Jasper Jones must be one of the most successful West Australian books of all time. It has sold over 100,000 copies and been translated into more than a dozen languages. Craig Silvey has no doubt addressed audiences of hundreds by now, but this week I had the privilege and pleasure of being part of a very small audience listening to him chat informally with Terri-ann White in the intimate surrounds of the Beaufort Street Bookshop.
Though obviously a private person, he was an incredibly articulate and generous speaker, sharing his writing journey with humility and self-deprecating wit.
Writing is the way he asks his questions and arrives at an abstract sense of the world. He spoke of the thrill of creating something which has never existed before and of having a responsibility to continually improve as a writer. Sharing his idea that a story is a gift you are given and the writer is a conduit for that story, he spoke of making decisions early in the writing process which are ‘funded by instinct’
On the success of Jasper Jones
Though Jasper Jones has been nominated for a slew of literary prizes, they are not on his mind when he ‘reports to his desk’ each day. He views writing as a private, solitary, intimate process, which is divorced entirely from the process of promoting a book. He expressed gratitude for reader responses to his books, but also described the feeling of holding a copy of one of his own books for the first time as ‘bittersweet’ for it is the moment when the book no longer belongs to him, but has become a public object.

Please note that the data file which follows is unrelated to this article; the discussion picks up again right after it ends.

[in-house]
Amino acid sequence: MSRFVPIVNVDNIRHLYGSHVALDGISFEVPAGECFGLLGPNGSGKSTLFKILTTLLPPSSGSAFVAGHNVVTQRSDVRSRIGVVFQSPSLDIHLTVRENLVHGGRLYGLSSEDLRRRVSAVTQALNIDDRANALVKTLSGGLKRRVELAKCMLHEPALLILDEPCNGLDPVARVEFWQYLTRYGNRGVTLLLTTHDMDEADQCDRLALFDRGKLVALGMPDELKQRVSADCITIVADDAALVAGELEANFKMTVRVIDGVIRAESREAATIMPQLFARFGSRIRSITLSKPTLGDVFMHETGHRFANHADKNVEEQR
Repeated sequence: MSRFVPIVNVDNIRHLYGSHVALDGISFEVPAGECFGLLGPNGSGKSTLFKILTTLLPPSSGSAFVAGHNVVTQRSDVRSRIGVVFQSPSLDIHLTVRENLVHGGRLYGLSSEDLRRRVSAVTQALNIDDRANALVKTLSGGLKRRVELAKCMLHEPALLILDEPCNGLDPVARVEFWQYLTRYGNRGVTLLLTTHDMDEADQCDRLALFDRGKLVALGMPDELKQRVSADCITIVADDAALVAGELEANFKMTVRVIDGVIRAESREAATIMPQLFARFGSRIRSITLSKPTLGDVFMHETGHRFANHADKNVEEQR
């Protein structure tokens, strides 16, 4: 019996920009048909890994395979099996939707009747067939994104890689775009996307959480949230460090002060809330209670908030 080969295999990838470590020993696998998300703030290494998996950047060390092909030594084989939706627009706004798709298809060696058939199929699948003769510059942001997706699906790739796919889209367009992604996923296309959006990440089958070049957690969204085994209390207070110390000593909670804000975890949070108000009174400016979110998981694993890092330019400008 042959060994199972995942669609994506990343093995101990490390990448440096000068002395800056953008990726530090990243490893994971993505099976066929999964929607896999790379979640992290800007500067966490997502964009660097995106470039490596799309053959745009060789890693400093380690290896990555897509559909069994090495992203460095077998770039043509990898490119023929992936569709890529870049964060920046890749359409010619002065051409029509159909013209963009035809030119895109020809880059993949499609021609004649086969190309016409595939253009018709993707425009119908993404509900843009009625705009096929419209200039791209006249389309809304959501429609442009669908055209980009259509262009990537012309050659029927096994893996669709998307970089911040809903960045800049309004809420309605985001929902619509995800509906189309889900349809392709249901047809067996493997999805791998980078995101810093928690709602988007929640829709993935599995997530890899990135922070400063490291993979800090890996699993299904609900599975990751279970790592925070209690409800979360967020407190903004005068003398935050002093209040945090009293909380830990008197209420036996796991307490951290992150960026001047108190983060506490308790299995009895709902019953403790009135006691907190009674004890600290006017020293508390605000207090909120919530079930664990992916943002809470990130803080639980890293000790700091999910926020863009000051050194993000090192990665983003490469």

On his early writing career
Craig Silvey grew up on an apple orchard, where he lived, apparently in a shed. For his fourteenth birthday he ‘asked for, and received’ a door! The door afforded him the privacy to write his first novel, which was inspired by the ‘exciting world of guns and boobs’ he had discovered in books by writers like Robert Ludlum and Wilbur Smith, and was, in his own words ‘a complete fucking turkey!’ However, he was encouraged to keep writing via a correspondence with Glynn Parry, whose workshop had given Silvey the conviction that he wanted to make writing his career.
On his favourite books
He described Harper Lee’s To Kill a Mockingbird as a ‘dear friend’ – a book that moves with you through life and that you can learn something from every time you return to it. He also praised Arundhati Roy’s The God of Small Things as being a novel which gave him a sense of possibility as a writer.
He is currently working on a novel about Western Australia’s ‘Ugly Men’ who held carnivals to raise money for the needy in Perth and Fremantle around the time of the Second World War. He said the novel will be in three parts and is at least three years from publication. In the meantime, I’m looking forward to reading his latest novella, The Amber Amulet, gorgeously illustrated by Sonia Martinez.